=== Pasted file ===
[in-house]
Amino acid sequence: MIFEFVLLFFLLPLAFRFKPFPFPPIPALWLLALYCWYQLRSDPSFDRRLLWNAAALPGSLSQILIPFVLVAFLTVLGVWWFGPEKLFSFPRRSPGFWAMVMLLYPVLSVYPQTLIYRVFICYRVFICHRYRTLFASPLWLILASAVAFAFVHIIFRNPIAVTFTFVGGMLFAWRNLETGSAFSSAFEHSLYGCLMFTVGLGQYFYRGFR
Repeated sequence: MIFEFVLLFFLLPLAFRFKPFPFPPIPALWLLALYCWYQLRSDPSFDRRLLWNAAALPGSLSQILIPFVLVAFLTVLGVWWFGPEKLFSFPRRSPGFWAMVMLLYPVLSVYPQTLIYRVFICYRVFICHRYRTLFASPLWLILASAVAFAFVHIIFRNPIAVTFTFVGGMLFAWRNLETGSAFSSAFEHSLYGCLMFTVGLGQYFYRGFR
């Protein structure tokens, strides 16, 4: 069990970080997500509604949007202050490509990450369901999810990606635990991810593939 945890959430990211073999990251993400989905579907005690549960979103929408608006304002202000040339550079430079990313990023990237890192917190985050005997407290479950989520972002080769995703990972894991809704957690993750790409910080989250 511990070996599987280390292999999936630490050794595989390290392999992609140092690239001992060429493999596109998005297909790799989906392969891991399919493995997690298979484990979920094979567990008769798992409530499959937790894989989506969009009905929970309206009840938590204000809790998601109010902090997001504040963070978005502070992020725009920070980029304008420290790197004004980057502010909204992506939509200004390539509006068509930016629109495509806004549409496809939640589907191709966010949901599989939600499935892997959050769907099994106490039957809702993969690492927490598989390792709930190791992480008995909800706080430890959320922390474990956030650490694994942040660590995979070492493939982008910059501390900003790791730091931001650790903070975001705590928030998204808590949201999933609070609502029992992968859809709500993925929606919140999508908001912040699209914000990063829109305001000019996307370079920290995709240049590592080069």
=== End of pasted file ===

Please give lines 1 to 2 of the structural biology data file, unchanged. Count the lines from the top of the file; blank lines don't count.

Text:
[in-house]
Amino acid sequence: MIFEFVLLFFLLPLAFRFKPFPFPPIPALWLLALYCWYQLRSDPSFDRRLLWNAAALPGSLSQILIPFVLVAFLTVLGVWWFGPEKLFSFPRRSPGFWAMVMLLYPVLSVYPQTLIYRVFICYRVFICHRYRTLFASPLWLILASAVAFAFVHIIFRNPIAVTFTFVGGMLFAWRNLETGSAFSSAFEHSLYGCLMFTVGLGQYFYRGFR